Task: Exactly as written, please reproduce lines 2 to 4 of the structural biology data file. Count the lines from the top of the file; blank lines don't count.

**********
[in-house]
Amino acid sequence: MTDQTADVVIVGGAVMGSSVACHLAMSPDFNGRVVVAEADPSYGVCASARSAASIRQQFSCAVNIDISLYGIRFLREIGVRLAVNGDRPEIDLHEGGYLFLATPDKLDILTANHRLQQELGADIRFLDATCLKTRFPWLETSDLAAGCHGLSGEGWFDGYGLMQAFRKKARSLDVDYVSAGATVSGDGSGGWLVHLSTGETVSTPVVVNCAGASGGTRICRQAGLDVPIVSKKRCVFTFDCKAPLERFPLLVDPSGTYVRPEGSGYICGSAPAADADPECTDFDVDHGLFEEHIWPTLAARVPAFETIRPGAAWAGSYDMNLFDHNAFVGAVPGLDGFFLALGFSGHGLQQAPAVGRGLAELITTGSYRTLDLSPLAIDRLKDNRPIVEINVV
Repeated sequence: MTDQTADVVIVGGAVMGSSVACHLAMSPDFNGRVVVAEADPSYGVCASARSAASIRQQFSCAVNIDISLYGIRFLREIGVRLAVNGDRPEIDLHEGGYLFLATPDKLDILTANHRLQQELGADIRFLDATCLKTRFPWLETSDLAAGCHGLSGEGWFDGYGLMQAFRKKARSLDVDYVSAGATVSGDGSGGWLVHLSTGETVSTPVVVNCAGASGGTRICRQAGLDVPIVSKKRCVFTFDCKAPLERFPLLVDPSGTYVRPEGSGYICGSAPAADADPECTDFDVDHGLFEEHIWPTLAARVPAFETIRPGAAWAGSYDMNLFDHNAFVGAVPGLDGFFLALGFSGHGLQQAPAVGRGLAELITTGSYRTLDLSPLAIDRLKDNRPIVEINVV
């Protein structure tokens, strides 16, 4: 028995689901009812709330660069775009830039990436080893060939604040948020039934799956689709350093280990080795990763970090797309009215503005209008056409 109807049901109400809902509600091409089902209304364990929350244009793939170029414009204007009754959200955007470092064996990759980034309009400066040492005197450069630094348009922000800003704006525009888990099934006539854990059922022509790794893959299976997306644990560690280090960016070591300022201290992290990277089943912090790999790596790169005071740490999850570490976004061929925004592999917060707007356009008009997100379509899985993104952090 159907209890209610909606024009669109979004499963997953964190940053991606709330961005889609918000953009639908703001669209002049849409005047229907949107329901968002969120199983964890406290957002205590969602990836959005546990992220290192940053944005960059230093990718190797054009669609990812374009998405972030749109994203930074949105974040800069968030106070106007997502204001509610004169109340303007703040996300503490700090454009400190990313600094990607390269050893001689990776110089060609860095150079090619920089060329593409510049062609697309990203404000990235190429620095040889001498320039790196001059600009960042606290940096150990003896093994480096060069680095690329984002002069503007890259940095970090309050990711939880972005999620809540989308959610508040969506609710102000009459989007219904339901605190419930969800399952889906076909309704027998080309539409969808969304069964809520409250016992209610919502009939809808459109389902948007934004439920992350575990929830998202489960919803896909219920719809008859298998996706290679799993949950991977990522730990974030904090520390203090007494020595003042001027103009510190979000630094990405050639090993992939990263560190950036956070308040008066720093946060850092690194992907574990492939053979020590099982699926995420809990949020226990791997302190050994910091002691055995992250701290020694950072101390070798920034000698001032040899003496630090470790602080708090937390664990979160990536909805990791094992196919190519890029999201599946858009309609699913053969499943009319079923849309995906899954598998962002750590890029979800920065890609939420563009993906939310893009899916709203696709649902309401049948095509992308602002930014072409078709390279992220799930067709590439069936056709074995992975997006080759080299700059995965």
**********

Amino acid sequence: MTDQTADVVIVGGAVMGSSVACHLAMSPDFNGRVVVAEADPSYGVCASARSAASIRQQFSCAVNIDISLYGIRFLREIGVRLAVNGDRPEIDLHEGGYLFLATPDKLDILTANHRLQQELGADIRFLDATCLKTRFPWLETSDLAAGCHGLSGEGWFDGYGLMQAFRKKARSLDVDYVSAGATVSGDGSGGWLVHLSTGETVSTPVVVNCAGASGGTRICRQAGLDVPIVSKKRCVFTFDCKAPLERFPLLVDPSGTYVRPEGSGYICGSAPAADADPECTDFDVDHGLFEEHIWPTLAARVPAFETIRPGAAWAGSYDMNLFDHNAFVGAVPGLDGFFLALGFSGHGLQQAPAVGRGLAELITTGSYRTLDLSPLAIDRLKDNRPIVEINVV
Repeated sequence: MTDQTADVVIVGGAVMGSSVACHLAMSPDFNGRVVVAEADPSYGVCASARSAASIRQQFSCAVNIDISLYGIRFLREIGVRLAVNGDRPEIDLHEGGYLFLATPDKLDILTANHRLQQELGADIRFLDATCLKTRFPWLETSDLAAGCHGLSGEGWFDGYGLMQAFRKKARSLDVDYVSAGATVSGDGSGGWLVHLSTGETVSTPVVVNCAGASGGTRICRQAGLDVPIVSKKRCVFTFDCKAPLERFPLLVDPSGTYVRPEGSGYICGSAPAADADPECTDFDVDHGLFEEHIWPTLAARVPAFETIRPGAAWAGSYDMNLFDHNAFVGAVPGLDGFFLALGFSGHGLQQAPAVGRGLAELITTGSYRTLDLSPLAIDRLKDNRPIVEINVV
């Protein structure tokens, strides 16, 4: 028995689901009812709330660069775009830039990436080893060939604040948020039934799956689709350093280990080795990763970090797309009215503005209008056409 109807049901109400809902509600091409089902209304364990929350244009793939170029414009204007009754959200955007470092064996990759980034309009400066040492005197450069630094348009922000800003704006525009888990099934006539854990059922022509790794893959299976997306644990560690280090960016070591300022201290992290990277089943912090790999790596790169005071740490999850570490976004061929925004592999917060707007356009008009997100379509899985993104952090 159907209890209610909606024009669109979004499963997953964190940053991606709330961005889609918000953009639908703001669209002049849409005047229907949107329901968002969120199983964890406290957002205590969602990836959005546990992220290192940053944005960059230093990718190797054009669609990812374009998405972030749109994203930074949105974040800069968030106070106007997502204001509610004169109340303007703040996300503490700090454009400190990313600094990607390269050893001689990776110089060609860095150079090619920089060329593409510049062609697309990203404000990235190429620095040889001498320039790196001059600009960042606290940096150990003896093994480096060069680095690329984002002069503007890259940095970090309050990711939880972005999620809540989308959610508040969506609710102000009459989007219904339901605190419930969800399952889906076909309704027998080309539409969808969304069964809520409250016992209610919502009939809808459109389902948007934004439920992350575990929830998202489960919803896909219920719809008859298998996706290679799993949950991977990522730990974030904090520390203090007494020595003042001027103009510190979000630094990405050639090993992939990263560190950036956070308040008066720093946060850092690194992907574990492939053979020590099982699926995420809990949020226990791997302190050994910091002691055995992250701290020694950072101390070798920034000698001032040899003496630090470790602080708090937390664990979160990536909805990791094992196919190519890029999201599946858009309609699913053969499943009319079923849309995906899954598998962002750590890029979800920065890609939420563009993906939310893009899916709203696709649902309401049948095509992308602002930014072409078709390279992220799930067709590439069936056709074995992975997006080759080299700059995965």